From IndieWeb

This page explores why pull might be better than push for most things on the indieweb. Push has it's place (like with webmention; basically one-to-one pings), but for most things especially feeds you could start off with pull and then implement push if you really need it.


  • simple publisher
    • julien51: not really, it's actually quite hard to scale. I have 2126 subscribers on Twitter, if all of them had servers polling my own server every 5 minutes, that'd still be 7 requests per second!
      • sandeepshetty: publishers could easily delegate the feed to an aggregator or cdn
  • complicated subscriber.
    • has to fan out polling requests to multiple publishers. (if you're using PHP curl_multi_* might help)
    • has to keep track of failures and retry (multiple times).
  • publishers can take advantage of caching (intermediaries at multiple layers) by sending appropriate headers.
    • julien51: caching is actually also quite hard and saves bandwidth but not computing!
      • sandeepshetty: Why doesn't caching at the intermediaries (could also be an aggregator or cdn) save computing?
  • subscribers can send conditional GET to avoiding receiving a payload if there are no updates.
  • subscribers don't need to have a public endpoint (you could use a script running on your laptop to get latest updates)
    • implies your site could be static.
  • almost real-time (> 1 min latency) but that might be ok for most cases.
    • julien51: there are actually few people/sysadmins/site owners who could even tolerate that you poll them once every minutes! We get complaints from publisher that we poll once an hour!
      • sandeepshetty: That's a great point about the"real" world. Maybe like PuSH, aggregators and cdns are the solution?
  • aggregators can offload publishers load.
  • subscribers are "responsible" for delivery.
  • better for frequent updates because they are grouped together.
    • julien51: actually no, that's worse for frequent updates because the risk of missing one is extremely high! feeds are windows. Say your feed has 10 items, and on average a new one is added every 10 seconds. If I haven't polled your feed for 100 seconds, then I've missed one! The same phenomenon also applies to caching mechanisms.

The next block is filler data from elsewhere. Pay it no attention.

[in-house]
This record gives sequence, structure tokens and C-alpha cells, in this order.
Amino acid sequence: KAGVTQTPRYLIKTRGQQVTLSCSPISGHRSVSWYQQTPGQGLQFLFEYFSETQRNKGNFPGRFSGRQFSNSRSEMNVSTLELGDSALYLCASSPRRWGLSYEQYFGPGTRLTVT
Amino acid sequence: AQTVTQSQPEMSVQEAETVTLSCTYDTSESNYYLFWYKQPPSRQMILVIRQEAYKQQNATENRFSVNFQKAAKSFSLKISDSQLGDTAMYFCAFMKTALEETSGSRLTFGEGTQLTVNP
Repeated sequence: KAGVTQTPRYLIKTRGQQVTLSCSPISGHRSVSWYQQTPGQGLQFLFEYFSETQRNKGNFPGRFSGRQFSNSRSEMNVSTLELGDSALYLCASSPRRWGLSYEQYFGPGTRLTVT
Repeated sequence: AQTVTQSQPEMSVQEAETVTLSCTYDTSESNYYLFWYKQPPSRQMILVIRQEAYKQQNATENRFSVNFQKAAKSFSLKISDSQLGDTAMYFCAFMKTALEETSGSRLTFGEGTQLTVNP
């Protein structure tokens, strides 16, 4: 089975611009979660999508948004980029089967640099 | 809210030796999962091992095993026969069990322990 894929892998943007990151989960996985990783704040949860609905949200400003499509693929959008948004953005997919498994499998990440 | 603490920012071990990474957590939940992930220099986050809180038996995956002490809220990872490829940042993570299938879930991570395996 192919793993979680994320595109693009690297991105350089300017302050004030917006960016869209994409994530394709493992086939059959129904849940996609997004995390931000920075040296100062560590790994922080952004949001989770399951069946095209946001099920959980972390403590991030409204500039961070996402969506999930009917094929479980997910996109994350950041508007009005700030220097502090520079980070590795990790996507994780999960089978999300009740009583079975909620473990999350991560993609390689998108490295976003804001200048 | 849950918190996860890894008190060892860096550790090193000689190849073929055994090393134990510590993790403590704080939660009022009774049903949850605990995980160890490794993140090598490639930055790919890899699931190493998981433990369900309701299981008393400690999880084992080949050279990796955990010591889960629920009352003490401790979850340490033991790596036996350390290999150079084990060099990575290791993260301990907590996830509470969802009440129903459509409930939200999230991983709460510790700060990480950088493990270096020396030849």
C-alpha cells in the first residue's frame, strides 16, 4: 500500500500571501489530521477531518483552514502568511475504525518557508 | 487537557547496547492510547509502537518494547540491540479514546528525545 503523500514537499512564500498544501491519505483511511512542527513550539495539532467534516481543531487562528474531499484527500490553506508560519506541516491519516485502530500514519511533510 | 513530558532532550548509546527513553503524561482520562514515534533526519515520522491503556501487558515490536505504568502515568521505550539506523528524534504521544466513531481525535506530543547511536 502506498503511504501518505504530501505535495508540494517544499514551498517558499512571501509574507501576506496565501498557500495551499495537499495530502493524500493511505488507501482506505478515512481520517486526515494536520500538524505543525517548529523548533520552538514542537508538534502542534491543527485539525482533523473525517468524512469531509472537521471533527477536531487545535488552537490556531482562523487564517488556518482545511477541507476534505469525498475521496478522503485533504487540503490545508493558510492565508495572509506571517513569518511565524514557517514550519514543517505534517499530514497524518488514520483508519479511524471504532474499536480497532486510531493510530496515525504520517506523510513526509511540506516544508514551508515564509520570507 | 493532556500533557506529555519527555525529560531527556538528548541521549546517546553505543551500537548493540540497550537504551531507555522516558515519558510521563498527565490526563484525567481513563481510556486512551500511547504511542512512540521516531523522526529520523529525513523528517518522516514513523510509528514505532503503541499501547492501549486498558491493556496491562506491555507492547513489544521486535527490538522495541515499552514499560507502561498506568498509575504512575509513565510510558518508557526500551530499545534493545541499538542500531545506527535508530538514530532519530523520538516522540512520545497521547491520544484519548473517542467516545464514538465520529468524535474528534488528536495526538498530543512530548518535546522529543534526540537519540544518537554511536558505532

• sandeepshetty: That's a good point. Pagination on feeds should solve that (If I don't have the last post in this feed already follow rel="next" and so on till you find a page with the last post you have).
  • turtles all the way down: everyone pulls.
  • supported across the board. The web is based on pull.
  • publishers don't need to know about subscribers (loosely coupled).
  • publishers need to scale in proportion to (subscribers * how often they poll).


  • (not so) simple subscriber.
    • julien51: I guess that's debatable, but webhooks mechanisms are now pretty widespread and used by many devs
      • sandeepshetty: widespread usage doesn't say anything about simplicity (which is what the point is about)
    • has to send subscription request (along with secret key?) and verify subsequent request from publisher, confirming intent to subscribe.
      • implies sending subscription request over secure channel (publisher must support https)
      • implies requirement for a public endpoint.
      • implies your site cannot be static.
        • julien51: not true! I use PuSH with a static site!
          • sandeepshetty: I need to make this more clear (static might not be the right word, I used it to mean "not reachable on the web"), but I'm talking about subscribers here not publishers.
    • has to verify that each push came from the publisher (secret key)
      • implies keeping track of secret keys for each publisher.
    • julien51: Many of these points are security related, which makes sense, but you should also make security points in the 'poll' description. If you go unsecure for pull and secure for push, you're comparing apple and oranges.
      • sandeepshetty: Part of this is to avoid the avoid vector (which does not apply to pull) and part of it is to verify origin that requires custom code/libs (as opposed to using common http servers and clients for pull). So I don't think it's apples to oranges.
  • complicated publisher
    • has to fan out pushes to all subscribers. (if you're using PHP curl_multi_* might help)
      • julien51: Not true! Just to a hub!
        • sandeepshetty: Yes a hub (like in PuSH) is a solution just like delegating serving feeds to aggregators/cdn is for pull.
      • has to sign pushes to confirm origin